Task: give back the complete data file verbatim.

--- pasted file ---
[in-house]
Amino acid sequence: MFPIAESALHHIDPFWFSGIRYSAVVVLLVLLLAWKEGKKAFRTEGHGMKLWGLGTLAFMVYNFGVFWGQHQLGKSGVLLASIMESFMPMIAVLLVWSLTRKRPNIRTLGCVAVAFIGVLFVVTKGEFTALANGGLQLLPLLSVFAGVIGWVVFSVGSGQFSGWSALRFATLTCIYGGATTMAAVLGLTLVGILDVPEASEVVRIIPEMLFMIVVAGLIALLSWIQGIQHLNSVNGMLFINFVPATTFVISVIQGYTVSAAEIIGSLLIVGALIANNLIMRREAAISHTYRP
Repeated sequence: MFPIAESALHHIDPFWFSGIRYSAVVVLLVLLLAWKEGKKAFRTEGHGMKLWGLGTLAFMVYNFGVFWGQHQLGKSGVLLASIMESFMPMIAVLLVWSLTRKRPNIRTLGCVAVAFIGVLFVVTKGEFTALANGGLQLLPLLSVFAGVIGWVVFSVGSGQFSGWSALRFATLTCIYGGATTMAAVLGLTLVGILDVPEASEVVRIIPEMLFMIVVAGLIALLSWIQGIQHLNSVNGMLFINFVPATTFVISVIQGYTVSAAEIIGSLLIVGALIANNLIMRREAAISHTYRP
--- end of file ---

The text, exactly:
[in-house]
Amino acid sequence: MFPIAESALHHIDPFWFSGIRYSAVVVLLVLLLAWKEGKKAFRTEGHGMKLWGLGTLAFMVYNFGVFWGQHQLGKSGVLLASIMESFMPMIAVLLVWSLTRKRPNIRTLGCVAVAFIGVLFVVTKGEFTALANGGLQLLPLLSVFAGVIGWVVFSVGSGQFSGWSALRFATLTCIYGGATTMAAVLGLTLVGILDVPEASEVVRIIPEMLFMIVVAGLIALLSWIQGIQHLNSVNGMLFINFVPATTFVISVIQGYTVSAAEIIGSLLIVGALIANNLIMRREAAISHTYRP
Repeated sequence: MFPIAESALHHIDPFWFSGIRYSAVVVLLVLLLAWKEGKKAFRTEGHGMKLWGLGTLAFMVYNFGVFWGQHQLGKSGVLLASIMESFMPMIAVLLVWSLTRKRPNIRTLGCVAVAFIGVLFVVTKGEFTALANGGLQLLPLLSVFAGVIGWVVFSVGSGQFSGWSALRFATLTCIYGGATTMAAVLGLTLVGILDVPEASEVVRIIPEMLFMIVVAGLIALLSWIQGIQHLNSVNGMLFINFVPATTFVISVIQGYTVSAAEIIGSLLIVGALIANNLIMRREAAISHTYRP